Explanation of Photographs of Flowers:

Red Echinacea at the side entrance
Candytuft at the edge of the patio
Daylily loving a sunny spot
Scarlet bee balm near the back kitchen door
Roadside field of chicory across a cow pasture nearby
Dianthus thriving a short time then wilting (normally hardy.)










Post Script
Thank you Suzanne for your beautifully written review of my Mother Culture CD at Blueberry Cottage. I appreciate how descriptive you took the time to be. Your posts on Blueberry Cottage are sometimes courageously informative and other times charming. 


Comments are Welcome,
Karen Andreola 




17 comments:

Naptime Seamstress said...

How appropriate! For about 3 weeks, in our Together Time, we've been memorizing Matthew 6:28-34 - the passage about the lilies of the field, and Solomon, and God supplying our needs.

And I've been mulling over that and my propensity for worrying about things like clothing and meals.

Thank you for this encouraging post!

Deedee said...

I can testify so many times to God's provision of well, everything! But recently my dear hubby has surprised me with a dream trip to Israel!! He got a good deal on the ticket as it was with faculty from the Bible college where he teaches, but still it was a splurge. Living in England I have almost no use for summer weight clothes and don't tend to bother buying any most years. I only had one or two things and was going to be gone for over a week with no washing facilities. I prayed and God supplied - beautifully! Over the two months I was looking I found stunning things that went with the few that I had to make a full wardrobe by the time I left! They all cost just pennies compared with full prices new, and I new I was dressed in a way that made my husband proud of me. God is no man's debtor and does supply bountifully!

Natalie at Maple Leaf Circle said...

A beautiful and thoughtful post, Karen. I, too, enjoy the writings of Edith Schaeffer. I would also mention that your insights, as seen through Carol's eyes in A Pocketful of Pinecones and Lessons at Blackberry Inn, encourage the reader to notice natural beauty all around, as you do in this post. I plan to re-read both books as homeschooling inspiration for the upcoming school year. Thank you for sharing your gifts!

Jessica said...

Beautiful.

Jenna said...

I'm thankful to have found your blog...I still remember receiving Lupine seeds from you at a home school conference years ago. Your encouragement is refreshing.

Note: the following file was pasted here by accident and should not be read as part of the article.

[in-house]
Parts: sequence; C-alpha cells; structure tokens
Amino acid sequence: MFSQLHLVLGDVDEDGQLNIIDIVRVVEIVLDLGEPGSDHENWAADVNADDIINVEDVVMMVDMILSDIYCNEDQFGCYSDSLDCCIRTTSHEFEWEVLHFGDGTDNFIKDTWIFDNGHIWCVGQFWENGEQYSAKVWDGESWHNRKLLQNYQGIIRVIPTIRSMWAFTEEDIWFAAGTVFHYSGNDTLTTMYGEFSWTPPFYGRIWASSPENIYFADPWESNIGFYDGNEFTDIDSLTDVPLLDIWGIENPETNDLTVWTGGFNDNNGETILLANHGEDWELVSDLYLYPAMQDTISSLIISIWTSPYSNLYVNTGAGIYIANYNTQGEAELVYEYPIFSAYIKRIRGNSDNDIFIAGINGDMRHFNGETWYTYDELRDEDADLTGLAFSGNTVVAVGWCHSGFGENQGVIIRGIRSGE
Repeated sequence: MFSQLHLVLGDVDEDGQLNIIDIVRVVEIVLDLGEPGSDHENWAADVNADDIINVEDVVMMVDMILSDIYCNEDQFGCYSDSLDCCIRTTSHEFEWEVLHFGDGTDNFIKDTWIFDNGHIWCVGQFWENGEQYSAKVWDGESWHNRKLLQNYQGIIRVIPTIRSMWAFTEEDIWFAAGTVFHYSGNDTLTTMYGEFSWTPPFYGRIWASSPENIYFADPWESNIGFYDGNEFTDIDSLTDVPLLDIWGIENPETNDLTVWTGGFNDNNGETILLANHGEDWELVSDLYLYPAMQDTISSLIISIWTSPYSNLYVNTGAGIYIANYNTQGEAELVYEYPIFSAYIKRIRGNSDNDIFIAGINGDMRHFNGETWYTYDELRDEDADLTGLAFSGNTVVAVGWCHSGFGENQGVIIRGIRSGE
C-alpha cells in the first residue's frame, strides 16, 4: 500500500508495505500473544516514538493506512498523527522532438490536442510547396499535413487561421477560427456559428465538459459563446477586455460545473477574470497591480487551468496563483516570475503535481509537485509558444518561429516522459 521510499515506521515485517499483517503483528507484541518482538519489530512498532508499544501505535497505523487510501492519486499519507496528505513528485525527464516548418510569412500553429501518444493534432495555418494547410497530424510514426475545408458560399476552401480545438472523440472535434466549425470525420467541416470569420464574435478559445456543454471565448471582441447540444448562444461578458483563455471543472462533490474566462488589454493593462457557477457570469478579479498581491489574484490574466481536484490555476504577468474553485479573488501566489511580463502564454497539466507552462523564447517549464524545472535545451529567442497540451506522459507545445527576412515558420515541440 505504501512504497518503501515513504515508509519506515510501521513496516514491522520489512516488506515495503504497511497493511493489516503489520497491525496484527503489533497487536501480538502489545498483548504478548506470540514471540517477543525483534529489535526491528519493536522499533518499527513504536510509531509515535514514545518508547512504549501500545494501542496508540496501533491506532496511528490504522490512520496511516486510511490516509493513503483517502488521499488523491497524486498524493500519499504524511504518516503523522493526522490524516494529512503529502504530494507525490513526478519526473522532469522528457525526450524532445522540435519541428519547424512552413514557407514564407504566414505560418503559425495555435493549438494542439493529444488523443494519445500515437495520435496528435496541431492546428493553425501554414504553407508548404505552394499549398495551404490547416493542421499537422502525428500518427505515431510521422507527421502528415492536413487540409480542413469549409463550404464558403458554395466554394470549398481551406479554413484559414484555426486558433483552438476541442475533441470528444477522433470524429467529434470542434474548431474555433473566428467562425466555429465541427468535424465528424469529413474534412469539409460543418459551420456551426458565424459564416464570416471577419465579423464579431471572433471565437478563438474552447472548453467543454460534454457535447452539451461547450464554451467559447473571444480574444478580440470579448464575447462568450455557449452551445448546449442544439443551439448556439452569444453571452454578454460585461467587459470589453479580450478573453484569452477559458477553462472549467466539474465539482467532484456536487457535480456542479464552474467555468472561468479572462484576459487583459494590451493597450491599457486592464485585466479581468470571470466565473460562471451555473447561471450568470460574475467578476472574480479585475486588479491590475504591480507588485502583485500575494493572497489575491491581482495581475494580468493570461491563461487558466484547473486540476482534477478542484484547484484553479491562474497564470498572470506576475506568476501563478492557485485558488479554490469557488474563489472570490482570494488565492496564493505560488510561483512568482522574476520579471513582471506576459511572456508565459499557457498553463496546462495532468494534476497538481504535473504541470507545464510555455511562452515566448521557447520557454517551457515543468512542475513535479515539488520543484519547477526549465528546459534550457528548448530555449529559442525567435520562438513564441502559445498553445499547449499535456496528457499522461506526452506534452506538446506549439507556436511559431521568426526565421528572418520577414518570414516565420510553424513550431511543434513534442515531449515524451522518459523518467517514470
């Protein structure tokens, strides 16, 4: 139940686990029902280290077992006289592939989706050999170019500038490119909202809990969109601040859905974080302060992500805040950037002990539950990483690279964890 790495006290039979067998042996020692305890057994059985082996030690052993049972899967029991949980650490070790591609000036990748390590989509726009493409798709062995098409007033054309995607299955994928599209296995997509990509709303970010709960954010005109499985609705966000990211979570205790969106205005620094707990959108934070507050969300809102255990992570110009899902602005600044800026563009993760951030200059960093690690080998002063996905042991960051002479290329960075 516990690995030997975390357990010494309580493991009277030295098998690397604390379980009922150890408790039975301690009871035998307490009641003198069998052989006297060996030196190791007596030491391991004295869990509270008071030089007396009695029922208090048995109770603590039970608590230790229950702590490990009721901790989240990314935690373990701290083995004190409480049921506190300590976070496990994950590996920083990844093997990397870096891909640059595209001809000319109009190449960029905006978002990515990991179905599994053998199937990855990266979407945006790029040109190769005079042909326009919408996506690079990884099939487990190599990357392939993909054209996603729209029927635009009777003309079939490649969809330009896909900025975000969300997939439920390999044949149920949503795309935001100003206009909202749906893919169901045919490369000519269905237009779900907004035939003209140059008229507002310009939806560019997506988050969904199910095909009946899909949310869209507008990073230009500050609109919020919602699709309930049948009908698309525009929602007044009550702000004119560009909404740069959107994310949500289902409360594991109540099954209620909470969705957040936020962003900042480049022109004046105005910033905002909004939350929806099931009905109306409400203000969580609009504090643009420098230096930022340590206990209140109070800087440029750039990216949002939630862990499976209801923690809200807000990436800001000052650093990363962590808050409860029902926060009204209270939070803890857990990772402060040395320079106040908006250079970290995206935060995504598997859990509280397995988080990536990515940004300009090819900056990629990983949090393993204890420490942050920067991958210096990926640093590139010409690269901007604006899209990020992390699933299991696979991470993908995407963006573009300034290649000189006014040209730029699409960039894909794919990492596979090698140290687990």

Kathy

Maria said...

I have been thoroughly inspired Karen. I left for a bit, especially the idea of dressing like the flowers, then I came across this wonderfully encouraging post, and I am now looking at clothing with the same love as before.

Thank you.

Maria

Anonymous said...

Mrs. Schaeffer's clothing chapter is a marvelous one! She has such good common sense mingle with an amazing eye for beauty.

Our youngest child will be heading to college this fall, so I won't need to visit Appleton and its environs for homeschooling inspiration (though I have done just that for several years now). However, I will be visiting Appleton anyway. Re-reading these delightful stories helps keep me motivated to truly make a home.

Thank you for a lovely post, Karen.

Susan

Susan said...

This is a great post. Sometimes we tend to give the idea that modest equals dull. Not so! We can be modest and lovely like the flower's of the field. Thanks for this encouragement.

Karen Andreola said...

Hello Ladies,

I appreciate all your comments.

Yes, dressing tastefully doesn't have to be expensive. I've seen what my youngest daughter Yolanda (married) can do with thrift shop finds. The nicest wool tweed vest my husband has purchased (and the only one) was found in a thrift shop.

It's neat that you remember picking up a seed packet at the conference, Jenna, so many years ago. Lupines produce an abundance of seeds. I remember decorating the packets with a rubber stamp to encourage those (tangibly) who attended my nature study talk. I've wondered what became of them. Now I know where one went. How fun.

I don't think I would have uncovered this gem of an idea from Mathew 6 myself. Edith Schaeffer was obviously meditating on scripture when she wrote her book and made the connection - the way we are supposed to slow down, and calm down, long enough to do. I'm convicted.